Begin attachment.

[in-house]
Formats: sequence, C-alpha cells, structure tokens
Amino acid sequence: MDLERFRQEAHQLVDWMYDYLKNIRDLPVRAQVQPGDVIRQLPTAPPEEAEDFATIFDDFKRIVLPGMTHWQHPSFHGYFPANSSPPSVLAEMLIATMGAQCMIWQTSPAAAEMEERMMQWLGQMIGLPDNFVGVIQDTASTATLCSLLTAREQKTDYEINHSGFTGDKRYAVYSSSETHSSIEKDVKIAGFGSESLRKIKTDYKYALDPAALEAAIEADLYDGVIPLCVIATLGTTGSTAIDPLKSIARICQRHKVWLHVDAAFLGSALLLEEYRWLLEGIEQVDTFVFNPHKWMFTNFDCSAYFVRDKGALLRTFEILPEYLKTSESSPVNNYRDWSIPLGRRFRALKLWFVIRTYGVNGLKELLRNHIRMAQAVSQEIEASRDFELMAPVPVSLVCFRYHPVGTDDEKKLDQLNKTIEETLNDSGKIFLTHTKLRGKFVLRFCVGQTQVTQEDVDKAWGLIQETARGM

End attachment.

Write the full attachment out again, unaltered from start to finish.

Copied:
[in-house]
Formats: sequence, C-alpha cells, structure tokens
Amino acid sequence: MDLERFRQEAHQLVDWMYDYLKNIRDLPVRAQVQPGDVIRQLPTAPPEEAEDFATIFDDFKRIVLPGMTHWQHPSFHGYFPANSSPPSVLAEMLIATMGAQCMIWQTSPAAAEMEERMMQWLGQMIGLPDNFVGVIQDTASTATLCSLLTAREQKTDYEINHSGFTGDKRYAVYSSSETHSSIEKDVKIAGFGSESLRKIKTDYKYALDPAALEAAIEADLYDGVIPLCVIATLGTTGSTAIDPLKSIARICQRHKVWLHVDAAFLGSALLLEEYRWLLEGIEQVDTFVFNPHKWMFTNFDCSAYFVRDKGALLRTFEILPEYLKTSESSPVNNYRDWSIPLGRRFRALKLWFVIRTYGVNGLKELLRNHIRMAQAVSQEIEASRDFELMAPVPVSLVCFRYHPVGTDDEKKLDQLNKTIEETLNDSGKIFLTHTKLRGKFVLRFCVGQTQVTQEDVDKAWGLIQETARGM